I then asked for volunteers who wanted to point the 12″ telescope at Jupiter. But before this, we discussed why the planets all lie on the plane of the ecliptic, and how that drastically narrows the area of the sky in which to search for them. Without using a sky map, the students surveyed the sky with their eyes and selected just one object before they found Jupiter.

Two of the students then guided the 12″ for the first time, using the tube, spotting scope, and ultimately the eyepiece to learn if their selection was indeed the famous, stormy planet. Finally, we observed Saturn with its glorious rings. And it put on a beautiful show for us this evening. The students commented, “It looks just like the photos in the books!”

In addition, we used out CCD camera for the first time. It worked! but needs some fine-tuning of color, contrast, and focus before the images are worth publishing.

MMAO - second observation night

First light!

MMAO - First light!

We saw first light!

Today was a whirlwind of activity, with more than 40 students actively engaged at the observatory from shortly after noon ’till well after 10 pm. I juggled management of a half dozen projects, all perfectly executed by the students and two of our ambassadors-teachers.

Today we got the drive motors mounted and the cables attached to the base after thorough testing of all possible directions the telescope moves. One student group built the cap for the telescope tube from the high density, shipping crate foam while another painted the shipping crate that now serves as our workbench on wheels.

We even took a break to make a pinhole camera with hope to indirectly observe the surface of the sun. It didn’t work so well, but it inspired interest to build a solar observatory. That will be our first research project, once the internet is up and running.

A group of a dozen students dove into the vast array of books and science journals shipped with the telescope, asking wonderful questions about the content they were learning while another wrote a series of questions on the white board, which I answered for the large assembly.

“What is the Moon?

“How does one select a new telescope?”

“Does looking through a telescope have any positive or negative affects on the viewer?”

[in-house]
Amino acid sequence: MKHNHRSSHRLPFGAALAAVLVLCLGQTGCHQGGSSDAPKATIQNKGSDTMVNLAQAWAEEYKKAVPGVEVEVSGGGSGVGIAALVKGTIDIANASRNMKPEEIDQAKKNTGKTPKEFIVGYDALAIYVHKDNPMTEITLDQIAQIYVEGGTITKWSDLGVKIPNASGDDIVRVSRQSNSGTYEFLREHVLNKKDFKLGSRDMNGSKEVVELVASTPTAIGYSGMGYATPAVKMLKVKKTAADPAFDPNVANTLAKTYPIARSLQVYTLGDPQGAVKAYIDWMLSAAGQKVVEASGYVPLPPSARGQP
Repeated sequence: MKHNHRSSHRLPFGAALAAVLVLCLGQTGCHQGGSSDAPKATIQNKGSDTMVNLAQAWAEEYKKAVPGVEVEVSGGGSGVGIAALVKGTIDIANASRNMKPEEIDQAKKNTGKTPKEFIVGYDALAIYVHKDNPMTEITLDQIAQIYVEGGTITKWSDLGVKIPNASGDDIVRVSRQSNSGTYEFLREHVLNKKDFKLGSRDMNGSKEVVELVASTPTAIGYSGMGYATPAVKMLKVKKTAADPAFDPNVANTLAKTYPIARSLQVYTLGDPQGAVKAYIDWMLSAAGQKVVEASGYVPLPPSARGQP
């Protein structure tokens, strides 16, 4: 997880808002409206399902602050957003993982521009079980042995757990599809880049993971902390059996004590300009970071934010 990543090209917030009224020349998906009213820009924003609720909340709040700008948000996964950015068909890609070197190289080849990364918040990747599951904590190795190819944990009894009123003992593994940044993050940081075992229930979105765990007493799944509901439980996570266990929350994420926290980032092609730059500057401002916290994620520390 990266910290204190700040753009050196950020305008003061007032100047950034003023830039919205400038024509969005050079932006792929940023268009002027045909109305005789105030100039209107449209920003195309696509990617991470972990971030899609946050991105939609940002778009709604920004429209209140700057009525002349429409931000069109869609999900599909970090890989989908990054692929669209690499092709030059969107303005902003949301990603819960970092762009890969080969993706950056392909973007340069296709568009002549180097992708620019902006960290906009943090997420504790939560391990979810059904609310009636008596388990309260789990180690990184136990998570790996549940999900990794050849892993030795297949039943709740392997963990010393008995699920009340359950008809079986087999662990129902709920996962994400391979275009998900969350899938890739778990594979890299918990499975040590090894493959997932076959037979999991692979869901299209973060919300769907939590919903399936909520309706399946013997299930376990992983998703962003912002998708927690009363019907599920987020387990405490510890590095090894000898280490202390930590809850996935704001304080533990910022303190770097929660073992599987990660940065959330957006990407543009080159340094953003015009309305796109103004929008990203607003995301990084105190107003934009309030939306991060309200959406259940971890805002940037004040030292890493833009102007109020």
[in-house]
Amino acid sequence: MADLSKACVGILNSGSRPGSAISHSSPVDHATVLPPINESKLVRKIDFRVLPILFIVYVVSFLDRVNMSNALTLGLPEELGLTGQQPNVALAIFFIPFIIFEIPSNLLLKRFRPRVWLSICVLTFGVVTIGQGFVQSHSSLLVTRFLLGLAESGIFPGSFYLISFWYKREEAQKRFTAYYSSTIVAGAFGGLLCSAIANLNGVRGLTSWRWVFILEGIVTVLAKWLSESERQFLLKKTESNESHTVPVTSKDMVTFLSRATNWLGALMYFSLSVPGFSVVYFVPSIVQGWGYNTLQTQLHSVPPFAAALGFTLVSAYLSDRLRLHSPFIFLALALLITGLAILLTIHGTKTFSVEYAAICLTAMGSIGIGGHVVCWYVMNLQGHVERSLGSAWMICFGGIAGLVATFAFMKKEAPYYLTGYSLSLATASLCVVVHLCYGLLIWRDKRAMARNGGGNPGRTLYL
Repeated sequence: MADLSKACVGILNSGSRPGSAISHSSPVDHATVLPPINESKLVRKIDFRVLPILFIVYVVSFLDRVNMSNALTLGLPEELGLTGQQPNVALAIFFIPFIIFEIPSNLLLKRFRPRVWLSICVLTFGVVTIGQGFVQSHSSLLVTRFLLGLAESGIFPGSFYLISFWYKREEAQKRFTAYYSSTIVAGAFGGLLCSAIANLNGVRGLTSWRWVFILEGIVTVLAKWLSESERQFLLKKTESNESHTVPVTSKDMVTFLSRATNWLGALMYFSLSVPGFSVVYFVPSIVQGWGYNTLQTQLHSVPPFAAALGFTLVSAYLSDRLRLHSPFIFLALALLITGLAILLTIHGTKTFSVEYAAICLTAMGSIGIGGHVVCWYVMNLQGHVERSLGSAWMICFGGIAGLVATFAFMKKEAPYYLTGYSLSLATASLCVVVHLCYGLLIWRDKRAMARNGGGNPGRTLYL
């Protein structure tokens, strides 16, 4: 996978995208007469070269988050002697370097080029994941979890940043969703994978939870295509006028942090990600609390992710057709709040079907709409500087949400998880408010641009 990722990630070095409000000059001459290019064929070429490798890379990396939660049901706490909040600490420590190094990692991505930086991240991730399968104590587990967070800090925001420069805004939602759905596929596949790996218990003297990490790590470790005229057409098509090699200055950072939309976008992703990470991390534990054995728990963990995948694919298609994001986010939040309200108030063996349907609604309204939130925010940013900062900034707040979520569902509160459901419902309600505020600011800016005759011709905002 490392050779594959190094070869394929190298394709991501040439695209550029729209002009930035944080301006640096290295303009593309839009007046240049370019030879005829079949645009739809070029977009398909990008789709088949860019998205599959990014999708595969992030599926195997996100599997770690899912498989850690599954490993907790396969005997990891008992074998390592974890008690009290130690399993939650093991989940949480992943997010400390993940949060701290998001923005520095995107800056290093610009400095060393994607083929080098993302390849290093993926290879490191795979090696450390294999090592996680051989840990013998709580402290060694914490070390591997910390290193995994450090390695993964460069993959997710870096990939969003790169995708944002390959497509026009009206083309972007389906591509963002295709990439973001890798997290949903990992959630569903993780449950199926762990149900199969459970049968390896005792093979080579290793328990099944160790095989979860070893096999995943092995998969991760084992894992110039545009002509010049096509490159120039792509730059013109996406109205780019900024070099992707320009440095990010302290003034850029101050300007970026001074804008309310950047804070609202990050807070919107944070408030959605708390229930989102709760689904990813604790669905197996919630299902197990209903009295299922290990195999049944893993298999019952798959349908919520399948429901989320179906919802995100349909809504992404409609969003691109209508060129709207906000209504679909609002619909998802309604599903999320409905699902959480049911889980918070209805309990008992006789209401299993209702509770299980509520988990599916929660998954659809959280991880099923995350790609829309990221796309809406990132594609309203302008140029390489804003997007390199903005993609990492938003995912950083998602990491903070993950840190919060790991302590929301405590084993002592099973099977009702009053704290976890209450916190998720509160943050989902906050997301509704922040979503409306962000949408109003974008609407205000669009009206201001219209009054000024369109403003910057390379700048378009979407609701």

And then an entire array of questions about life on other planets, where humans and robots have explored, and where we hope to go in the future. It was thrilling!

Dusk came quickly, 6 pm before anyone was ready. We were still setting the cover to the RA gear box and I had to run back to my lodge to get fresh batteries for my headlamp. Power was out but the telescope ran perfectly from the charged car battery.

The students ran down the hill from the school to the observatory, passing me as I returned to a gorgeous crescent Moon and Jupiter overhead. We adjusted the position of the secondary mirror to enable focus, aligned the spotting scope, primary telescope, and in a few minutes had a crystal clear image of the Moon.

When I exclaimed, “I’ve got it! Our first view with our telescope!” the entire assembly erupted in cheers and clapping, then preceded to nearly knock me over as they formed a telescope viewing mob. Over the course of the next hour, everyone was able to see the Moon twice. Then we set out sight (literally) on Jupiter. Again, everyone had a chance to view just before the clouds set in.

I was able to grab a photo with my cell phone of the Moon, but not Jupiter as the clouds set in too quickly. Our next goal is to get the CCD camera configured and ready to capture photos.

The only bad news is that the RA motor, when in Guide mode (tracking) appears to be set for the Northern hemisphere and is running the wrong direction. I reached out to the engineer in England who built it for us, asking if we can reconfigure on site. Stay tuned!